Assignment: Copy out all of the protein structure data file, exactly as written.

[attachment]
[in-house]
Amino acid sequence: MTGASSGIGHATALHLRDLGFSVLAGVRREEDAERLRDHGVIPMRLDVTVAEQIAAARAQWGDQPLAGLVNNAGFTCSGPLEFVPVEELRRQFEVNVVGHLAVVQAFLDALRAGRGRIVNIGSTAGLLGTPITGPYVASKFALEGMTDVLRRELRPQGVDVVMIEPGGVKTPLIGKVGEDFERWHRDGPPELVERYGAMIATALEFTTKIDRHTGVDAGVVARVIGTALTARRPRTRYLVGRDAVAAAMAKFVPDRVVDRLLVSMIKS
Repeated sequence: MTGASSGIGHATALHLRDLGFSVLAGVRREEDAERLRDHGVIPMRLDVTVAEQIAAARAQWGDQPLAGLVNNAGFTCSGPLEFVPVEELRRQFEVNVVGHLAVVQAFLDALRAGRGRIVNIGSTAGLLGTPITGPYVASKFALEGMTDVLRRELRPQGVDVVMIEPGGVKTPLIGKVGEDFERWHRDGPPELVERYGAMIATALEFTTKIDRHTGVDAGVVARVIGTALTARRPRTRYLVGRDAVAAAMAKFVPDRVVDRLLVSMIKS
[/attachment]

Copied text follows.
[in-house]
Amino acid sequence: MTGASSGIGHATALHLRDLGFSVLAGVRREEDAERLRDHGVIPMRLDVTVAEQIAAARAQWGDQPLAGLVNNAGFTCSGPLEFVPVEELRRQFEVNVVGHLAVVQAFLDALRAGRGRIVNIGSTAGLLGTPITGPYVASKFALEGMTDVLRRELRPQGVDVVMIEPGGVKTPLIGKVGEDFERWHRDGPPELVERYGAMIATALEFTTKIDRHTGVDAGVVARVIGTALTARRPRTRYLVGRDAVAAAMAKFVPDRVVDRLLVSMIKS
Repeated sequence: MTGASSGIGHATALHLRDLGFSVLAGVRREEDAERLRDHGVIPMRLDVTVAEQIAAARAQWGDQPLAGLVNNAGFTCSGPLEFVPVEELRRQFEVNVVGHLAVVQAFLDALRAGRGRIVNIGSTAGLLGTPITGPYVASKFALEGMTDVLRRELRPQGVDVVMIEPGGVKTPLIGKVGEDFERWHRDGPPELVERYGAMIATALEFTTKIDRHTGVDAGVVARVIGTALTARRPRTRYLVGRDAVAAAMAKFVPDRVVDRLLVSMIKS